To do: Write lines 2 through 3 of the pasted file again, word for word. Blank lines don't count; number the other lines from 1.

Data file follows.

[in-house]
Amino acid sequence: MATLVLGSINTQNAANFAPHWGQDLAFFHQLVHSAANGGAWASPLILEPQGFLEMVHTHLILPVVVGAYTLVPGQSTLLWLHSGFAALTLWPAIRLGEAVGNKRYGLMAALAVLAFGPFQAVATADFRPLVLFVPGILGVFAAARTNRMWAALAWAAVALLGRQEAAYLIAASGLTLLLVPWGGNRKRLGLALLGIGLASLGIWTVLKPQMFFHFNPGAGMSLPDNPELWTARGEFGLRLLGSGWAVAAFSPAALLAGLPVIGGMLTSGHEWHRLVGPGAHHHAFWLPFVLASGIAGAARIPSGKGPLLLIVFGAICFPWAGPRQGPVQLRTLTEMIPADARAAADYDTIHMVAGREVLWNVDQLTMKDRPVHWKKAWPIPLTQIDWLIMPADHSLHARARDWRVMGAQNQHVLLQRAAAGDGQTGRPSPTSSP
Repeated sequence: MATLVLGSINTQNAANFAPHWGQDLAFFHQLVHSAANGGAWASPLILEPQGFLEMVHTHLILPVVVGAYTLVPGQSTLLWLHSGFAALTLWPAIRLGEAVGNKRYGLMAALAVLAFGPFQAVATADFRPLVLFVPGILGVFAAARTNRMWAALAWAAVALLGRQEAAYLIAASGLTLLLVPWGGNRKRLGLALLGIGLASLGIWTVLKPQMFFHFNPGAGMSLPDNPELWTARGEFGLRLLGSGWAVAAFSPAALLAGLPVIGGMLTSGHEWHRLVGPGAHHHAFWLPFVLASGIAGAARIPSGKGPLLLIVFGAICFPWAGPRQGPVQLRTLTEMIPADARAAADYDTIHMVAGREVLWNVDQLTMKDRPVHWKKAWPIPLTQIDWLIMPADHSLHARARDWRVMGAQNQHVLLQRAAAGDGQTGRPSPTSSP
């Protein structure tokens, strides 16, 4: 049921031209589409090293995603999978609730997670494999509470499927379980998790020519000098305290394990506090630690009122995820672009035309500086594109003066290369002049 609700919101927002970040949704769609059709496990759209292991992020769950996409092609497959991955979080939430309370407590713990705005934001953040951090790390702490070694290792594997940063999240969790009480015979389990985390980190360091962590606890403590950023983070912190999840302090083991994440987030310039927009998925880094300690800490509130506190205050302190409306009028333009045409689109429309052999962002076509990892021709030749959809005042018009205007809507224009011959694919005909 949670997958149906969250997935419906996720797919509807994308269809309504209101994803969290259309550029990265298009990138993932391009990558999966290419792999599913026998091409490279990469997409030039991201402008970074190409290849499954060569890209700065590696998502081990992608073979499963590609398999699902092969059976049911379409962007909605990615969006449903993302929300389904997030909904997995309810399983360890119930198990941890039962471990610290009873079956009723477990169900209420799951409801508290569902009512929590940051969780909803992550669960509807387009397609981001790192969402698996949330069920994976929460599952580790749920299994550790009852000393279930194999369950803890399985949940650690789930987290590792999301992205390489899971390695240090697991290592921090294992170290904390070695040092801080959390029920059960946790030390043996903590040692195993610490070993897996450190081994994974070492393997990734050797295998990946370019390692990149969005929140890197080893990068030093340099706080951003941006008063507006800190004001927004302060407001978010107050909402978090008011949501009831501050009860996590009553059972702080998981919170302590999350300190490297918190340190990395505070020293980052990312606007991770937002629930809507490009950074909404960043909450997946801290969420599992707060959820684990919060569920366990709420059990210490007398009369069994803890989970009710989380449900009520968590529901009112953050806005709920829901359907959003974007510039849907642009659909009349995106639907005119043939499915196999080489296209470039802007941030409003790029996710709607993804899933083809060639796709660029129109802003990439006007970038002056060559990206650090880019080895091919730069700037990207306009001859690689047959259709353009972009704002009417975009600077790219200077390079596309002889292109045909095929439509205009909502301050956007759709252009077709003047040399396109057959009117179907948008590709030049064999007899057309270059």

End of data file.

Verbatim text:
Amino acid sequence: MATLVLGSINTQNAANFAPHWGQDLAFFHQLVHSAANGGAWASPLILEPQGFLEMVHTHLILPVVVGAYTLVPGQSTLLWLHSGFAALTLWPAIRLGEAVGNKRYGLMAALAVLAFGPFQAVATADFRPLVLFVPGILGVFAAARTNRMWAALAWAAVALLGRQEAAYLIAASGLTLLLVPWGGNRKRLGLALLGIGLASLGIWTVLKPQMFFHFNPGAGMSLPDNPELWTARGEFGLRLLGSGWAVAAFSPAALLAGLPVIGGMLTSGHEWHRLVGPGAHHHAFWLPFVLASGIAGAARIPSGKGPLLLIVFGAICFPWAGPRQGPVQLRTLTEMIPADARAAADYDTIHMVAGREVLWNVDQLTMKDRPVHWKKAWPIPLTQIDWLIMPADHSLHARARDWRVMGAQNQHVLLQRAAAGDGQTGRPSPTSSP
Repeated sequence: MATLVLGSINTQNAANFAPHWGQDLAFFHQLVHSAANGGAWASPLILEPQGFLEMVHTHLILPVVVGAYTLVPGQSTLLWLHSGFAALTLWPAIRLGEAVGNKRYGLMAALAVLAFGPFQAVATADFRPLVLFVPGILGVFAAARTNRMWAALAWAAVALLGRQEAAYLIAASGLTLLLVPWGGNRKRLGLALLGIGLASLGIWTVLKPQMFFHFNPGAGMSLPDNPELWTARGEFGLRLLGSGWAVAAFSPAALLAGLPVIGGMLTSGHEWHRLVGPGAHHHAFWLPFVLASGIAGAARIPSGKGPLLLIVFGAICFPWAGPRQGPVQLRTLTEMIPADARAAADYDTIHMVAGREVLWNVDQLTMKDRPVHWKKAWPIPLTQIDWLIMPADHSLHARARDWRVMGAQNQHVLLQRAAAGDGQTGRPSPTSSP